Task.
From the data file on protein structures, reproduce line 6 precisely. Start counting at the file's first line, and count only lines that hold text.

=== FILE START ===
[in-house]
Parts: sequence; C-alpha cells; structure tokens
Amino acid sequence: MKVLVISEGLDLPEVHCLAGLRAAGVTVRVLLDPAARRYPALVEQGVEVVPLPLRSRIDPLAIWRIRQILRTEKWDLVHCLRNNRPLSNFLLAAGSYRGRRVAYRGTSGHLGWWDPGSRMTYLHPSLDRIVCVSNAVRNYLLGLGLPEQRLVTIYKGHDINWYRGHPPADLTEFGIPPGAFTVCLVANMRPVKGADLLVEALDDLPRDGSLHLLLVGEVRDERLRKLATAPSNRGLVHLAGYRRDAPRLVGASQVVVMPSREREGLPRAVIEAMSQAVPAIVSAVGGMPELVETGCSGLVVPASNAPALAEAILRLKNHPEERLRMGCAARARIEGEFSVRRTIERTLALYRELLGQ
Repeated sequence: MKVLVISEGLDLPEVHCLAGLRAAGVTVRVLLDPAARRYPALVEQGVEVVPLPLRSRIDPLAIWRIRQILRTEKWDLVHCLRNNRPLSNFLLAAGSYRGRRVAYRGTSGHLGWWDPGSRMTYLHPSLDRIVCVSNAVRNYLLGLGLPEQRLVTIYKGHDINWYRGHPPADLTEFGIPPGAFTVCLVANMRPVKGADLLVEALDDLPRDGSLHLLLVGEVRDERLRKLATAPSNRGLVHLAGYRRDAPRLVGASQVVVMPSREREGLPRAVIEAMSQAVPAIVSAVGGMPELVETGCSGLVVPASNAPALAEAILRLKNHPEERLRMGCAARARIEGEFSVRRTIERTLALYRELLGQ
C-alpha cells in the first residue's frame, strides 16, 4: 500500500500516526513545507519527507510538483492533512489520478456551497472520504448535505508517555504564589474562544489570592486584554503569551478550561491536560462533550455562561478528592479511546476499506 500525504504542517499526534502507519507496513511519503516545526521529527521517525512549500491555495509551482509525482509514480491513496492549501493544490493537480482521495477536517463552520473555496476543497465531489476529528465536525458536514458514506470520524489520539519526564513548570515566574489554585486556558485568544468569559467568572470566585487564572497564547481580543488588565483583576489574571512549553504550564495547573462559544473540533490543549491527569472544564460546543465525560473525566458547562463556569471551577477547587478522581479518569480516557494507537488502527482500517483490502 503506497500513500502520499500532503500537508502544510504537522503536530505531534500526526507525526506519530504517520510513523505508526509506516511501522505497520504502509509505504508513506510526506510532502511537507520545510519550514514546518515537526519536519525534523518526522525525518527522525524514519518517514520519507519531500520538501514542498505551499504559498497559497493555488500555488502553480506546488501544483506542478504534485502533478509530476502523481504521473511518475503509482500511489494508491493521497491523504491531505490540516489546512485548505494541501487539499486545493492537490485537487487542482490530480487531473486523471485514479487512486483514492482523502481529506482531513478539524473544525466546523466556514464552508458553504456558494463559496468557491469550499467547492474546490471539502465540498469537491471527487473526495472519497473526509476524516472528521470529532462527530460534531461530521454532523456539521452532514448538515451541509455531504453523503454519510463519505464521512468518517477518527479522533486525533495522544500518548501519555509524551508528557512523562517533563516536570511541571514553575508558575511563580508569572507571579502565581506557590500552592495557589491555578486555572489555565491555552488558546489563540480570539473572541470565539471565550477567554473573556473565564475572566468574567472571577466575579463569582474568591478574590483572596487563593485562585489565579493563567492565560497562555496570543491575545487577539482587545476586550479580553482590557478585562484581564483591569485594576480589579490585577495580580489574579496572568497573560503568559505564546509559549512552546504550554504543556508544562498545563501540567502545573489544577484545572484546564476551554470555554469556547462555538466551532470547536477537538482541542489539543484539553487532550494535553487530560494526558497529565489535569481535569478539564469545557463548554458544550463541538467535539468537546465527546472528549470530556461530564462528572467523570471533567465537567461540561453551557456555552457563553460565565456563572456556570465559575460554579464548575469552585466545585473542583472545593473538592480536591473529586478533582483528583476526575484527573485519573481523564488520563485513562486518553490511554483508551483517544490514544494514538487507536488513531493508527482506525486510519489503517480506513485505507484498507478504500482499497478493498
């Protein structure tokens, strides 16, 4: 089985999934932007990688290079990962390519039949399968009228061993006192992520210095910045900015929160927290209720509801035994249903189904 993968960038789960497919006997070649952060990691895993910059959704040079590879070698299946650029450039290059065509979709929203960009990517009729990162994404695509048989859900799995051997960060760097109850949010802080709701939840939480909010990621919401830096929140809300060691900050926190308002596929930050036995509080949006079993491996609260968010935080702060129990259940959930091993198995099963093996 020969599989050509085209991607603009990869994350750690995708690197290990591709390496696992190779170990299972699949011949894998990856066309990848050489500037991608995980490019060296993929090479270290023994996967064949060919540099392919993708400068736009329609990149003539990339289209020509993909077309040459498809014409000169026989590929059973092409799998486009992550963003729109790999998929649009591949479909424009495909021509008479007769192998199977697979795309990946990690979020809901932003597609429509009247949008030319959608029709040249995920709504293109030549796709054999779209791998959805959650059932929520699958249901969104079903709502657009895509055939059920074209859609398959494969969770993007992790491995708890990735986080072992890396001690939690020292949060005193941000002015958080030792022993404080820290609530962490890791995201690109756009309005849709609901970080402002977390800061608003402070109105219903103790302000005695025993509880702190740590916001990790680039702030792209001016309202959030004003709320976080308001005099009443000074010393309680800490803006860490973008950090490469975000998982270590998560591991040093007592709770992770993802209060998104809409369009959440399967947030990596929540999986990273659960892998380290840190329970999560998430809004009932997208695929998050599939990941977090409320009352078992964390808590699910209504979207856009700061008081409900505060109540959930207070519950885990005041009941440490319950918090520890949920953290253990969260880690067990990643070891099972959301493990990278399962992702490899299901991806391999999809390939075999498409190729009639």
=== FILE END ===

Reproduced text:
């Protein structure tokens, strides 16, 4: 089985999934932007990688290079990962390519039949399968009228061993006192992520210095910045900015929160927290209720509801035994249903189904 993968960038789960497919006997070649952060990691895993910059959704040079590879070698299946650029450039290059065509979709929203960009990517009729990162994404695509048989859900799995051997960060760097109850949010802080709701939840939480909010990621919401830096929140809300060691900050926190308002596929930050036995509080949006079993491996609260968010935080702060129990259940959930091993198995099963093996 020969599989050509085209991607603009990869994350750690995708690197290990591709390496696992190779170990299972699949011949894998990856066309990848050489500037991608995980490019060296993929090479270290023994996967064949060919540099392919993708400068736009329609990149003539990339289209020509993909077309040459498809014409000169026989590929059973092409799998486009992550963003729109790999998929649009591949479909424009495909021509008479007769192998199977697979795309990946990690979020809901932003597609429509009247949008030319959608029709040249995920709504293109030549796709054999779209791998959805959650059932929520699958249901969104079903709502657009895509055939059920074209859609398959494969969770993007992790491995708890990735986080072992890396001690939690020292949060005193941000002015958080030792022993404080820290609530962490890791995201690109756009309005849709609901970080402002977390800061608003402070109105219903103790302000005695025993509880702190740590916001990790680039702030792209001016309202959030004003709320976080308001005099009443000074010393309680800490803006860490973008950090490469975000998982270590998560591991040093007592709770992770993802209060998104809409369009959440399967947030990596929540999986990273659960892998380290840190329970999560998430809004009932997208695929998050599939990941977090409320009352078992964390808590699910209504979207856009700061008081409900505060109540959930207070519950885990005041009941440490319950918090520890949920953290253990969260880690067990990643070891099972959301493990990278399962992702490899299901991806391999999809390939075999498409190729009639």